AB - Soil structure formation is essential to all soil ecosystem functions and services. This study aims to quantify changes in soil structure and microbial activity during and after field incubation and examine the effect of carbon, organic amendment and clay on aggregate characteristics. Five soils dominated by illites, one kaolinitic soil and one smectitic soil were sieved to 2 mm, and each soil was divided into two parts and one part amended with ground rape shoots (7.5 t ha−1) as an organic amendment. Samples were incubated in the field for 20 months with periodic sampling to measure water-dispersible clay (WDC) and fluorescein diacetate activity (FDA). After incubation, WDC and FDA were measured on air-dried 1–2-mm aggregates. Tensile strength was measured on four aggregate classes (1–2, 1–4, 4–8 and 8–16 mm) and results used to assess soil friability and workability. Intact cores were also sampled to determine compressive strength. During incubation, the amount of WDC depended on soil carbon content while the trends correlated with moisture content. Organic amendment only yielded modest decreases (mean of 14% across all sampling times and soils) in WDC, but it was sufficient to stimulate the microbial community (65–100% increase in FDA). Incubation led to significant macroaggregate formation (>2 mm) for all soils. Friability and strength of newly-formed aggregates were negatively correlated with clay content and carbon content, respectively. Soil workability was best for the kaolinite-rich soil and poorest for the smectite-rich soil; for illitic soils, workability increased with increasing organic carbon content. Organic amendment decreased the compression susceptibility of intact, incubated samples at smaller stress values (<200 kPa).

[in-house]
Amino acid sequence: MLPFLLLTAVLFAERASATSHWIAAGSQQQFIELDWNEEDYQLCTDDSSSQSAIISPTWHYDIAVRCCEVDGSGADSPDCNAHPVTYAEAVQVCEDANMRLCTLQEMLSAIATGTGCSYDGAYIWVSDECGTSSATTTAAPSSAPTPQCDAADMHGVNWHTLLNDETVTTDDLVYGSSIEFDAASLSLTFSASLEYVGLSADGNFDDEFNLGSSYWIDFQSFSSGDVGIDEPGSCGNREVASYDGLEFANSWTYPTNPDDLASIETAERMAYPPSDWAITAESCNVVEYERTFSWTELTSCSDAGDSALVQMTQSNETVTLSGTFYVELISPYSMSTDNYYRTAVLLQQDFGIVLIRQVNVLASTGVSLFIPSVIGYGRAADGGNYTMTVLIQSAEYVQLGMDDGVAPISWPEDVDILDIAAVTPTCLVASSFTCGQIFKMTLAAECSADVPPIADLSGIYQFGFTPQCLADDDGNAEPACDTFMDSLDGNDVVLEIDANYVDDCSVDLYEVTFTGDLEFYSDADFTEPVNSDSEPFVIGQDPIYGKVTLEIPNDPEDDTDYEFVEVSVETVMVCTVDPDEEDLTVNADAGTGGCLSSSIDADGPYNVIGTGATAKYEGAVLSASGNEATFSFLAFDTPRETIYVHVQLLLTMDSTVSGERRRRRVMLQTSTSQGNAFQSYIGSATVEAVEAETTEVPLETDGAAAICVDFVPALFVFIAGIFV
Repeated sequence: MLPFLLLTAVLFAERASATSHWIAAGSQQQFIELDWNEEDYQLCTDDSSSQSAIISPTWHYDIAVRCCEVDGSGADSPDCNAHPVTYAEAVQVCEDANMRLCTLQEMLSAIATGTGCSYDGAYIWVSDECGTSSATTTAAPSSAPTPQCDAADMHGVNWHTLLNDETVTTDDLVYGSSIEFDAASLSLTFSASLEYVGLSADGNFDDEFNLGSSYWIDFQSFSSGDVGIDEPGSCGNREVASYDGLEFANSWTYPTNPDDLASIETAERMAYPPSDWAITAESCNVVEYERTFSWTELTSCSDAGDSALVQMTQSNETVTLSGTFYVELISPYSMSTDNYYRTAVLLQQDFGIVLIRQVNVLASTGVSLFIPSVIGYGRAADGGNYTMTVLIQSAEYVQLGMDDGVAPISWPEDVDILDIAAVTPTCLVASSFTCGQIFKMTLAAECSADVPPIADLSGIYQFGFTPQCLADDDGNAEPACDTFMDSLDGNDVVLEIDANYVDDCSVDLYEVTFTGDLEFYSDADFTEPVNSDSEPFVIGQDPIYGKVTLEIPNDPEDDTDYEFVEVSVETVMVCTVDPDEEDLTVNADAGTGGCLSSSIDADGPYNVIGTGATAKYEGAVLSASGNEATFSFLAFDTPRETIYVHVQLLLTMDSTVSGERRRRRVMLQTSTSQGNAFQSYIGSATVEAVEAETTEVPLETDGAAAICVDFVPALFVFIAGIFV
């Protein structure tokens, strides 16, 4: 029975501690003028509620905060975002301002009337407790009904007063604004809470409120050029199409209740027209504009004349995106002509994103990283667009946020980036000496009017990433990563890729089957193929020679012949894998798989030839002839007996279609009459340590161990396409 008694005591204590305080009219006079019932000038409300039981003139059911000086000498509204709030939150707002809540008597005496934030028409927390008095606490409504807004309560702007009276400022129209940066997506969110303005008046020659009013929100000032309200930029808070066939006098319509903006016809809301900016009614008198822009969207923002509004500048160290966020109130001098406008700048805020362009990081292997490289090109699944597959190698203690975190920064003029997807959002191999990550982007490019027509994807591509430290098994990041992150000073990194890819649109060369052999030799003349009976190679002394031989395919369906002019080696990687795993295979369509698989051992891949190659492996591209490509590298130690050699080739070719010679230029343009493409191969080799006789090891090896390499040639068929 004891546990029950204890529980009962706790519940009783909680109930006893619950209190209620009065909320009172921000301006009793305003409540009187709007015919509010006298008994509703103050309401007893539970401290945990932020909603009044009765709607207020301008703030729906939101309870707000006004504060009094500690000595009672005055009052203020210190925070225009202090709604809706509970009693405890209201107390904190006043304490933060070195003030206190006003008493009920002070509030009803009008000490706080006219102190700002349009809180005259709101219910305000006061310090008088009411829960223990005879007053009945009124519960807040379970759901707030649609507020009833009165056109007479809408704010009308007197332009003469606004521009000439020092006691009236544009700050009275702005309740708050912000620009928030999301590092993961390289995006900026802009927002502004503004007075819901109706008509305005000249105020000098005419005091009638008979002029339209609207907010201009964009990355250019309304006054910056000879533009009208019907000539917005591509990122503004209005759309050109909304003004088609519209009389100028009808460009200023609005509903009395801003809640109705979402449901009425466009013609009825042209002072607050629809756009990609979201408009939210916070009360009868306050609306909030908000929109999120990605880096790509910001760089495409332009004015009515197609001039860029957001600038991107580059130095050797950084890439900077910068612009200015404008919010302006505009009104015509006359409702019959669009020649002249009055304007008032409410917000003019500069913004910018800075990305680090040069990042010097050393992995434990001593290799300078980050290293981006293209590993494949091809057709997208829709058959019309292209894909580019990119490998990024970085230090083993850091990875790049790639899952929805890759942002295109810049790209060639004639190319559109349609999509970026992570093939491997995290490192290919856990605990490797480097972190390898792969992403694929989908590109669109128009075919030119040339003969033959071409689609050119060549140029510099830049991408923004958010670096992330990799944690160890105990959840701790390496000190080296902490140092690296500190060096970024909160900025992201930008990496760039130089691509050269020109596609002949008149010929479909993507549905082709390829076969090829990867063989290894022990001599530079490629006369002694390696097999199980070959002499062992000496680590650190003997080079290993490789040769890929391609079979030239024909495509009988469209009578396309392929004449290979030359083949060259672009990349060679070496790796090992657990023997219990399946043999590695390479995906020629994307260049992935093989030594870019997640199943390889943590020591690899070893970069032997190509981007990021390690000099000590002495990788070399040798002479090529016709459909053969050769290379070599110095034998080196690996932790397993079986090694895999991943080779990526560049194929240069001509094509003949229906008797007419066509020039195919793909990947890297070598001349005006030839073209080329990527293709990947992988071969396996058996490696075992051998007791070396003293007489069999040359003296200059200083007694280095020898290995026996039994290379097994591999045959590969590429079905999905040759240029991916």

KW - Soil structures

KW - Microbial process

KW - Organic-amended soils

KW - Clay mineralogy

KW - Soil structures

KW - Microbial process

KW - Organic-amended soils

KW - Clay mineralogy

U2 - 10.1111/ejss.12121

DO - 10.1111/ejss.12121

M3 - Journal article

VL - 65

SP - 218

EP - 230

JO - European Journal of Soil Science

JF - European Journal of Soil Science

SN - 1351-0754

IS - 2

ER -